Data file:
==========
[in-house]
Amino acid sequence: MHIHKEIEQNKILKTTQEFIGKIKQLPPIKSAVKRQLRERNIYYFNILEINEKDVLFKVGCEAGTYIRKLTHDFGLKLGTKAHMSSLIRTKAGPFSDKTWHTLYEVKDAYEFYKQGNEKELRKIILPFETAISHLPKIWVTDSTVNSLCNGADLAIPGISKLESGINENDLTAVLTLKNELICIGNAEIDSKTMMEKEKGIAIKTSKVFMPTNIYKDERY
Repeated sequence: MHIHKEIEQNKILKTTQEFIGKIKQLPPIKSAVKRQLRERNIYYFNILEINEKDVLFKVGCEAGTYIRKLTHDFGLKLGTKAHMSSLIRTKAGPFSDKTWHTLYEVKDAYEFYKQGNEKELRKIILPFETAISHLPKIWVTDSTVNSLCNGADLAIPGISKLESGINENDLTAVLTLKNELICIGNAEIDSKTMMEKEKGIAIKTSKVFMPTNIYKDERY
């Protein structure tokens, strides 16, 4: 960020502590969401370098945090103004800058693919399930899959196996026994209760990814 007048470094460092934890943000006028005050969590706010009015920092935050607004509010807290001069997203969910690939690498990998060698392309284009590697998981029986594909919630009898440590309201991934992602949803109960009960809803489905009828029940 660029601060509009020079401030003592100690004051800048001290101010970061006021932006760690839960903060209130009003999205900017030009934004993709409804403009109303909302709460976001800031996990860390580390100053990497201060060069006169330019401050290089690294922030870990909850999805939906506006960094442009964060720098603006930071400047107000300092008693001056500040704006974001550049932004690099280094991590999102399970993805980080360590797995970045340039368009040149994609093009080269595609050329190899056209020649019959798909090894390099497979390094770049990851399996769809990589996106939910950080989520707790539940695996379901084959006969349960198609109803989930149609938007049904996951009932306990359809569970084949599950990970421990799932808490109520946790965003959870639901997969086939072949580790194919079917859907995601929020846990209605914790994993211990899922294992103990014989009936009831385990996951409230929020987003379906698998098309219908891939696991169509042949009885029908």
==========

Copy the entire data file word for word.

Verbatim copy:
[in-house]
Amino acid sequence: MHIHKEIEQNKILKTTQEFIGKIKQLPPIKSAVKRQLRERNIYYFNILEINEKDVLFKVGCEAGTYIRKLTHDFGLKLGTKAHMSSLIRTKAGPFSDKTWHTLYEVKDAYEFYKQGNEKELRKIILPFETAISHLPKIWVTDSTVNSLCNGADLAIPGISKLESGINENDLTAVLTLKNELICIGNAEIDSKTMMEKEKGIAIKTSKVFMPTNIYKDERY
Repeated sequence: MHIHKEIEQNKILKTTQEFIGKIKQLPPIKSAVKRQLRERNIYYFNILEINEKDVLFKVGCEAGTYIRKLTHDFGLKLGTKAHMSSLIRTKAGPFSDKTWHTLYEVKDAYEFYKQGNEKELRKIILPFETAISHLPKIWVTDSTVNSLCNGADLAIPGISKLESGINENDLTAVLTLKNELICIGNAEIDSKTMMEKEKGIAIKTSKVFMPTNIYKDERY
């Protein structure tokens, strides 16, 4: 960020502590969401370098945090103004800058693919399930899959196996026994209760990814 007048470094460092934890943000006028005050969590706010009015920092935050607004509010807290001069997203969910690939690498990998060698392309284009590697998981029986594909919630009898440590309201991934992602949803109960009960809803489905009828029940 660029601060509009020079401030003592100690004051800048001290101010970061006021932006760690839960903060209130009003999205900017030009934004993709409804403009109303909302709460976001800031996990860390580390100053990497201060060069006169330019401050290089690294922030870990909850999805939906506006960094442009964060720098603006930071400047107000300092008693001056500040704006974001550049932004690099280094991590999102399970993805980080360590797995970045340039368009040149994609093009080269595609050329190899056209020649019959798909090894390099497979390094770049990851399996769809990589996106939910950080989520707790539940695996379901084959006969349960198609109803989930149609938007049904996951009932306990359809569970084949599950990970421990799932808490109520946790965003959870639901997969086939072949580790194919079917859907995601929020846990209605914790994993211990899922294992103990014989009936009831385990996951409230929020987003379906698998098309219908891939696991169509042949009885029908």